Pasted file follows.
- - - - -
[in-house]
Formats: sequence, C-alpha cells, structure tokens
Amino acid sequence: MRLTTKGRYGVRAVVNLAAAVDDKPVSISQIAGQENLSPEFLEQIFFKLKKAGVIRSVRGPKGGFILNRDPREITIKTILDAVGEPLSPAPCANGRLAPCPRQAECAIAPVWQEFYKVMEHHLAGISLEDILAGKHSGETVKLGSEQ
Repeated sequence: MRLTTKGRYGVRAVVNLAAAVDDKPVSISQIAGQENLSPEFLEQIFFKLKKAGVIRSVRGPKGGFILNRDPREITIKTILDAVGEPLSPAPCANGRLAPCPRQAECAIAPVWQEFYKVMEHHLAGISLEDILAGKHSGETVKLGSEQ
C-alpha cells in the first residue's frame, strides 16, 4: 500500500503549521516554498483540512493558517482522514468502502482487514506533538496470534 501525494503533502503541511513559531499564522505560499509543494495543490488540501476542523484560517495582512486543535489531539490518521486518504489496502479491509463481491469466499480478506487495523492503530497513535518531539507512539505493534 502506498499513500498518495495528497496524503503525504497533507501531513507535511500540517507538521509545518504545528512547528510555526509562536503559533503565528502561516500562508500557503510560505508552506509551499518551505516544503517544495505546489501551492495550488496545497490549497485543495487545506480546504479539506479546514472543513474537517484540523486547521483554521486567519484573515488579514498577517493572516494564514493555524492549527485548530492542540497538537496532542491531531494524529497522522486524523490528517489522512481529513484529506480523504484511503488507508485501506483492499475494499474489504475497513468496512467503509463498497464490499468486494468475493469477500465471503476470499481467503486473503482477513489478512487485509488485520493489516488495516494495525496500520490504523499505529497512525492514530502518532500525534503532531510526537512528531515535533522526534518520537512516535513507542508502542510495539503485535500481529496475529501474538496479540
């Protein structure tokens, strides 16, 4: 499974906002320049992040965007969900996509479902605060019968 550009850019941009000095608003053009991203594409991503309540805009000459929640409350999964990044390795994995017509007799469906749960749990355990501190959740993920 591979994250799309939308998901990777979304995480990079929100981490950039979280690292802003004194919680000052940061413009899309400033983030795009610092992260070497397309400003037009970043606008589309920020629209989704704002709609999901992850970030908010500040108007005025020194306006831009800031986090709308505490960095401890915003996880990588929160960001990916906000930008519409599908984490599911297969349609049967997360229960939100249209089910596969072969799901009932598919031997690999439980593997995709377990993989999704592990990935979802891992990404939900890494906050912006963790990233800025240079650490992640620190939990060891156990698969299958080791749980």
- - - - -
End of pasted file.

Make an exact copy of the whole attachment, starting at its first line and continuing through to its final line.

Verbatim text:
[in-house]
Formats: sequence, C-alpha cells, structure tokens
Amino acid sequence: MRLTTKGRYGVRAVVNLAAAVDDKPVSISQIAGQENLSPEFLEQIFFKLKKAGVIRSVRGPKGGFILNRDPREITIKTILDAVGEPLSPAPCANGRLAPCPRQAECAIAPVWQEFYKVMEHHLAGISLEDILAGKHSGETVKLGSEQ
Repeated sequence: MRLTTKGRYGVRAVVNLAAAVDDKPVSISQIAGQENLSPEFLEQIFFKLKKAGVIRSVRGPKGGFILNRDPREITIKTILDAVGEPLSPAPCANGRLAPCPRQAECAIAPVWQEFYKVMEHHLAGISLEDILAGKHSGETVKLGSEQ
C-alpha cells in the first residue's frame, strides 16, 4: 500500500503549521516554498483540512493558517482522514468502502482487514506533538496470534 501525494503533502503541511513559531499564522505560499509543494495543490488540501476542523484560517495582512486543535489531539490518521486518504489496502479491509463481491469466499480478506487495523492503530497513535518531539507512539505493534 502506498499513500498518495495528497496524503503525504497533507501531513507535511500540517507538521509545518504545528512547528510555526509562536503559533503565528502561516500562508500557503510560505508552506509551499518551505516544503517544495505546489501551492495550488496545497490549497485543495487545506480546504479539506479546514472543513474537517484540523486547521483554521486567519484573515488579514498577517493572516494564514493555524492549527485548530492542540497538537496532542491531531494524529497522522486524523490528517489522512481529513484529506480523504484511503488507508485501506483492499475494499474489504475497513468496512467503509463498497464490499468486494468475493469477500465471503476470499481467503486473503482477513489478512487485509488485520493489516488495516494495525496500520490504523499505529497512525492514530502518532500525534503532531510526537512528531515535533522526534518520537512516535513507542508502542510495539503485535500481529496475529501474538496479540
């Protein structure tokens, strides 16, 4: 499974906002320049992040965007969900996509479902605060019968 550009850019941009000095608003053009991203594409991503309540805009000459929640409350999964990044390795994995017509007799469906749960749990355990501190959740993920 591979994250799309939308998901990777979304995480990079929100981490950039979280690292802003004194919680000052940061413009899309400033983030795009610092992260070497397309400003037009970043606008589309920020629209989704704002709609999901992850970030908010500040108007005025020194306006831009800031986090709308505490960095401890915003996880990588929160960001990916906000930008519409599908984490599911297969349609049967997360229960939100249209089910596969072969799901009932598919031997690999439980593997995709377990993989999704592990990935979802891992990404939900890494906050912006963790990233800025240079650490992640620190939990060891156990698969299958080791749980």